Having a Merry (Entitled) Christmas

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I held the discharge paperwork in my hand, waiting for the signature that indicated understanding of the simple diagnosis of Otitis Media – an ear infection.  Her long, acrylic nails flew over the keyboard on her state of the art phone, and she flicked a glance at me.  “Can I get a script for that Tylenol?”

I knew why.  She wanted a prescription for it so that her medical coupon would cover the cost of the over-the-counter medication, and she would have more money for the vending machine Doritos that she was busily crunching and the designer jeans that she wiped her fingers on.  Her little one, fussy from the ear infection, turned her miserable face to me and I glimpsed the crusted river running from her nose down to her lip.  “She needs more apple juice, too.”  Mother-of-the-year stated as she continued crunching and texting and ignoring her kid.

The attitude of entitlement drove me absolutely crazy.

Crazy, I tell you.

The attitude that everyone owed her life on a silver platter, and  she shouldn’t have to lift a finger.

But you know what?  I might wrap it prettier, but the same deadly toxin flows through my veins, too.  I caught myself just the other day fuming and fussing in my mind because someone (okay, a whole bunch of someones) weren’t being as helpful as I would like.  As supportive as they should be.

You’d think they murdered someone by the way I was mentally railing at them.

God stopped me in my entitled tracks, and gave me something to think about:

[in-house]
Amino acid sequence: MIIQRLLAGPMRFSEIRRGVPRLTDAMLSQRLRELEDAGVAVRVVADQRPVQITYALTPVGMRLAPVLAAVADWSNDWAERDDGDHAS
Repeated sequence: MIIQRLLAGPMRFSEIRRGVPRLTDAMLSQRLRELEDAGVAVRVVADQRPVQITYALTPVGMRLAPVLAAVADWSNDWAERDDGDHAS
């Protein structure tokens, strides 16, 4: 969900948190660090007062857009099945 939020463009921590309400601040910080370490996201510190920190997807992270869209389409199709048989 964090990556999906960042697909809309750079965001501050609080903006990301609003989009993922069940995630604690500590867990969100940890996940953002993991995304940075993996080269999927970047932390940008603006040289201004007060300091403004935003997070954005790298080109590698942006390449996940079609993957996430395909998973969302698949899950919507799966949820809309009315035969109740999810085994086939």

“The Son of Man did not come to BE SERVED, BUT TO SERVE and to lay down His life as a ransom for many.” 

And I hung my self righteous head.  Paused with the Doritos.

Turned once more to the cross.

Because, at the cross I can look into the face of the God-become-man and remember that servanthood and sacrifice aren’t easy.  It’s not natural. It costs.  And when I think of the ingratitude and selfishness that Jesus faced (and faces in my heart on a daily basis), it becomes crystal clear that I could do a lot better changing up my focus.

A self-centered heart is a selfish heart.

A Jesus-focused heart is a servant’s heart.

I will never run out of things to complain about if that’s where I want to spend my time.  And when you put it that way?  I don’t.  I’m over it.  This whole she-did-this and he’s-so-stinkin’-irritating…can I not just grow up a little?

The truth is, I am not owed life on a silver platter, and yeah, this life is hard.  And filled with hard people and hard choices and hard truths.  But I can choose.  Choose selflessness when I want to be selfish.  Choose love when I could stay bitter.  Choose life-giving words instead of the petty snippiness that they deserve.

This Christmas, could we unwrap some Jesus-humility and servanthood along with the tissue paper and ribbons?  Garnish our loaded holiday platters with kindness and gratitude instead of feeling entitled to more than we have?

At the cross, I see the choice that Jesus made, and it’s His kindness that leads me to repentance.

He chose love.

So will I.

Help us, Lord.

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2 Comments

  1. I haven’t thought of my “entitlement mentality” in a while, but it is always there; in my attitudes and behavior toward some of the people and situations I encounter. Thank you for the reminder.

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